The National Telecommunications and Information Administration on Friday announced the completion of its twice-yearly update of the National Broadband Map. Initially launched just over a year ago, the interactive map is now based on a searchable database of more than 20 million records collected from broadband providers on a state-by-state basis.
“The map has proven a valuable tool to a wide range of stakeholders, including consumers, researchers, policymakers, local planning officials and application developers,” the NTIA wrote in the announcement. “Broadband drives economic growth and innovation – including advances in health care, education and public safety – so data on America’s broadband capabilities is of increasing importance, especially as we work to close the digital divide.”
When the National Broadband Map was first launched just over a year ago, it drew some criticism because some service providers were not included. But data collection methods seem to have improved. While the first launch of the map was based on data from 1,650 providers, an update later last year included 1,731 providers and, according to the NTIA, the latest update is based on data from nearly 1,800 broadband providers.
Since the original launch, the technology underlying the National Broadband Map also has been enhanced to support mobile users.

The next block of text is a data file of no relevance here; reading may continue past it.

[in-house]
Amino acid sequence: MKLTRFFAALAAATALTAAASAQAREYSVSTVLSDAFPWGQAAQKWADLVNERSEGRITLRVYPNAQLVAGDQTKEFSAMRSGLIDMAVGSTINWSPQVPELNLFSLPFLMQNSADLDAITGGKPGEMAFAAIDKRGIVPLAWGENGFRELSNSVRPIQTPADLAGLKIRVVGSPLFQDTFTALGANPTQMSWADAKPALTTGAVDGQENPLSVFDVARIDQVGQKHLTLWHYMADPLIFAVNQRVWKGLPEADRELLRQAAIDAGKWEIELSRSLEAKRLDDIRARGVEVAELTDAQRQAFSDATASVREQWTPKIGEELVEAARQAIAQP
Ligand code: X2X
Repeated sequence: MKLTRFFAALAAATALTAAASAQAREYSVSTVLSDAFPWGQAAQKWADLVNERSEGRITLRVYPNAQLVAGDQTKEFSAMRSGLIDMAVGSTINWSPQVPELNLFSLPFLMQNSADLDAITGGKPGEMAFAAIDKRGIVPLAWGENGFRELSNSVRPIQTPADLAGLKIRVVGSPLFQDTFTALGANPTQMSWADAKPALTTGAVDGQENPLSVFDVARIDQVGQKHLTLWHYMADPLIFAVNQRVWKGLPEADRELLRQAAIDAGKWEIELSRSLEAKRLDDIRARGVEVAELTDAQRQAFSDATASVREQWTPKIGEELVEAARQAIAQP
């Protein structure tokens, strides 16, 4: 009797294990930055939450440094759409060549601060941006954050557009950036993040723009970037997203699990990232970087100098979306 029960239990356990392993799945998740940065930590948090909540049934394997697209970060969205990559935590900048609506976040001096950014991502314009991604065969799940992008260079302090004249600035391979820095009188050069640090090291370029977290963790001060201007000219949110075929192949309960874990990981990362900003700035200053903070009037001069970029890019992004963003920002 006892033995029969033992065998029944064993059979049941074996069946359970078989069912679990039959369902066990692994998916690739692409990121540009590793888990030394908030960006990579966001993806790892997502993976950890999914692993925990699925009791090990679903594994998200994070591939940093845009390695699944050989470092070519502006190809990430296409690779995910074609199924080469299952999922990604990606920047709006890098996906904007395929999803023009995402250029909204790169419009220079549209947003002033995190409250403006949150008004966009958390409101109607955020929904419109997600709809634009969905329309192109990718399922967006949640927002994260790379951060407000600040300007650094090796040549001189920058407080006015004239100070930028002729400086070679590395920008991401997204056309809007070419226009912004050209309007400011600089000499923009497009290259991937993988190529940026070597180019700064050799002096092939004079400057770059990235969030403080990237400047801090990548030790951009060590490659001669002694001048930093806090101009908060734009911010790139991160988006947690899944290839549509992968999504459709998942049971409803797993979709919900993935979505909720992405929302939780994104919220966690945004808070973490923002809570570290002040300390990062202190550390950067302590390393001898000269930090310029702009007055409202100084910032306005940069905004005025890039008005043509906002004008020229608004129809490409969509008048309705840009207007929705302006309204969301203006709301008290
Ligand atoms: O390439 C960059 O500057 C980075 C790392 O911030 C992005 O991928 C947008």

The National Broadband Map was designed with open application programming interfaces with the goal of enabling commercial users to tap into it to create their own interactive applications. At least one company—Bandwidth.com—already has done just that. Bandwidth.com offers Internet and VoIP services to small and medium size businesses and has launched an application based on the National Broadband Map to enable customers to identify which providers offer service in a particular area, as well as certain details about those services such as broadband speed and the underlying technology.
Data from the National Broadband Map also underlies a non-commercial interactive broadband map developed by a self-described “data enthusiast,” who augmented the data with information from the Universal Service Administration Company and the U.S. Census Bureau.
The NTIA continues to seek to improve the National Broadband Map. In Friday’s announcement, the organization invited users to use a crowdsourcing features to confirm the accuracy of data or to let the organization know if they spot an error.
I typed in a few areas of the country with which I am familiar and didn’t see a problem with the latest version of the map, but in the past some Telecompetitor readers have spotted errors. The updated National Broadband Map can be checked out here.